Based on the decline in the number of transactions, many expected a larger nominal decline in the domestic housing market this year. Although the KSH figures are still preliminary, meaning that the figures may change after a higher processing rate in the coming weeks, it now seems that the fall will only be in real terms and that there is no sign of a drastic fall in nominal terms - for the time being.
House price growth was 2.3% compared with the previous quarter and 8.6% year-on-year in the first quarter of 2023.
So what we see here is that in the first three months of the year, buyers were more willing to wait to put their homes on the market, but were not willing to compromise on price, which may have resulted in significantly fewer homes changing hands at similar price levels to previous quarters. By significantly fewer, it should be understood that home sales in Hungary were down 46% in January, 55% in February and 47% in March compared to the respective months of 2022.
What does this mean at real value?
As we have written before, the current housing market downturn may be unusual because stagnant prices go hand-in-hand with an extremely high inflationary environment, so we are witnessing a huge fall in real terms, even if not in nominal terms.
The MNB's latest Housing Market Report shows that the overvaluation of the housing market in Hungary is steadily declining. According to the central bank's calculations, the overvaluation of house prices relative to real economic fundamentals declined substantially in the third and fourth quarters of 2022, both in Hungary and in Budapest, mainly due to a significant rise in inflation and a decline in real house prices, in addition to favourable labour market developments.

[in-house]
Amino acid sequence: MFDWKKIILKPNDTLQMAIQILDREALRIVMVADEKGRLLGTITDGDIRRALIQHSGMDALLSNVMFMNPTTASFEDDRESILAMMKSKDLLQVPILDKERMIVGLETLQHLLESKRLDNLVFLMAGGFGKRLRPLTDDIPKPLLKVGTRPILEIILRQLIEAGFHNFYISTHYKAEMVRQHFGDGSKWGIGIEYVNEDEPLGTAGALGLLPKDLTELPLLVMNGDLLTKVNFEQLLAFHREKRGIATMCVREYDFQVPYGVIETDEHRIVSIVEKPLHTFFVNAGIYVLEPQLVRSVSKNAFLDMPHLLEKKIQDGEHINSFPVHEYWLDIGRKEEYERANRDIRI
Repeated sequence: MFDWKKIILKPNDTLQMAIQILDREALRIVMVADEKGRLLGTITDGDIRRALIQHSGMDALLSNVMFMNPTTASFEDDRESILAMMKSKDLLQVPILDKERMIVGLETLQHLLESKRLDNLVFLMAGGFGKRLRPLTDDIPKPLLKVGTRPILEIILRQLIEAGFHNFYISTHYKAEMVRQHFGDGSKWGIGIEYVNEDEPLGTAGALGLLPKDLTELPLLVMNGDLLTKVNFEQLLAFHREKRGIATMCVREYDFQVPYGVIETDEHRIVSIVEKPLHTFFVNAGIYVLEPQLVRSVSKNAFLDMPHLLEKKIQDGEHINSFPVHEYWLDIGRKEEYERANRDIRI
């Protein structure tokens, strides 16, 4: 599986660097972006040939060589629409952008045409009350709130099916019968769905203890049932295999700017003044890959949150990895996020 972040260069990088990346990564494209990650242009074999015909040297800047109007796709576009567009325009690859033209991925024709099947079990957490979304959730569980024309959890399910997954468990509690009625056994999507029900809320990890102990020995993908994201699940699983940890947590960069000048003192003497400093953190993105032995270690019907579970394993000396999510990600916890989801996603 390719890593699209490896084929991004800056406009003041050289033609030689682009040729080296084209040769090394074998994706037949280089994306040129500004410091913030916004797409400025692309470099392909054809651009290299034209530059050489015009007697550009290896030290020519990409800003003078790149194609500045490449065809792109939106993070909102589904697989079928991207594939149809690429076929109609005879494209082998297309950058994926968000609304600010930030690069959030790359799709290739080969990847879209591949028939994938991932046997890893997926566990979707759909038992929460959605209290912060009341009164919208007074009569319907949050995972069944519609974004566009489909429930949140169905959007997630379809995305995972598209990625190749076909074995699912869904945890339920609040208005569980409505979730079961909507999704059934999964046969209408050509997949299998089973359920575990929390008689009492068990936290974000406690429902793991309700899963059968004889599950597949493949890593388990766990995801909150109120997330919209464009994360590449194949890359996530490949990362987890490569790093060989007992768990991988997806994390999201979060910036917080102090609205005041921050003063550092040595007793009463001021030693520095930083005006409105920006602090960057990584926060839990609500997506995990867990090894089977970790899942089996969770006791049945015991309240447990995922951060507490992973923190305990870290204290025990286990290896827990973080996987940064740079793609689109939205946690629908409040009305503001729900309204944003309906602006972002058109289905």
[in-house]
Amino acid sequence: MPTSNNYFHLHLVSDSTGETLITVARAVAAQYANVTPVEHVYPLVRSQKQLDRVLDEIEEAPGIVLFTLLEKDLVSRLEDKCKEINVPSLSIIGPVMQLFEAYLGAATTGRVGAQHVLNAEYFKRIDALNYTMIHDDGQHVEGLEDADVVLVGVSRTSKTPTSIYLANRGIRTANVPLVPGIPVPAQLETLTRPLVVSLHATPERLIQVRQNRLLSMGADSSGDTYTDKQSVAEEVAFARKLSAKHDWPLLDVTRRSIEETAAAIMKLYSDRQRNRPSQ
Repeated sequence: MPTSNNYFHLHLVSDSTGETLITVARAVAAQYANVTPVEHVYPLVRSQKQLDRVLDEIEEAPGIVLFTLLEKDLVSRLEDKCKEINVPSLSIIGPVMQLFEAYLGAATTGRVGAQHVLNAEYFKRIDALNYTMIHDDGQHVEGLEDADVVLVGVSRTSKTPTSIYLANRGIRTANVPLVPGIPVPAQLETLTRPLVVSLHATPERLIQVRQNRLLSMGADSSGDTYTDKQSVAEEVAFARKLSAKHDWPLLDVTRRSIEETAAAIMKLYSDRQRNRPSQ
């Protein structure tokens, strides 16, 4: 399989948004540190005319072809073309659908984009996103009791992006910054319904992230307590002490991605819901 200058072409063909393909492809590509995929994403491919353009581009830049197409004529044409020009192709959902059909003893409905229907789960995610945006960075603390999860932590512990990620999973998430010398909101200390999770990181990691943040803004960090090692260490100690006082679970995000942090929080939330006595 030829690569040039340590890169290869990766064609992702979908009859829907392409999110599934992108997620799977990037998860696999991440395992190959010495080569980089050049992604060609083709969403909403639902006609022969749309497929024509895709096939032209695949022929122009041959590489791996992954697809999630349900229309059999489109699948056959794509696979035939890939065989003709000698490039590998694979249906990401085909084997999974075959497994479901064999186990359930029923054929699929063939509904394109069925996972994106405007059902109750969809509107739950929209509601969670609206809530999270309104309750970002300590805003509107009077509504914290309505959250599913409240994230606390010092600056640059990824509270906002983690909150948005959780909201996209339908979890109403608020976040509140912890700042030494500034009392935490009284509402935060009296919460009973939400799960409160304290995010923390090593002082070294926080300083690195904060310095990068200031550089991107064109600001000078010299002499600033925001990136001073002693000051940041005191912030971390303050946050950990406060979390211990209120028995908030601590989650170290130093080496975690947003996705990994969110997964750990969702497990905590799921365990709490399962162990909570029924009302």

This may have continued in the first quarter of this year, with stagnating prices coupled with a still extremely high inflationary environment, so if the lines below were to continue, house prices would presumably now be around the current average relative to market fundamentals.
What could be ahead in the remainder of the year?
According to property sellers, it is possible that we will once again see a decline in nominal house prices in the second quarter. Low transaction numbers, however, still suggest that most market participants, both sellers and buyers, are taking a wait-and-see approach.
In the coming months, however, the phasing out of family allowances could give a noticeable boost to demand for early purchases. One of the questions for 2024 and beyond is when lending interest rates will fall back to levels that will attract people buying property on credit back onto the market. Another is whether some new form of government support will be introduced to boost the current low demand.
It is still expected that the current trend will continue, i.e. with lower demand and stagnating prices in nominal terms, it is high inflation that will bring about a correction in the market, driving prices down in real terms.
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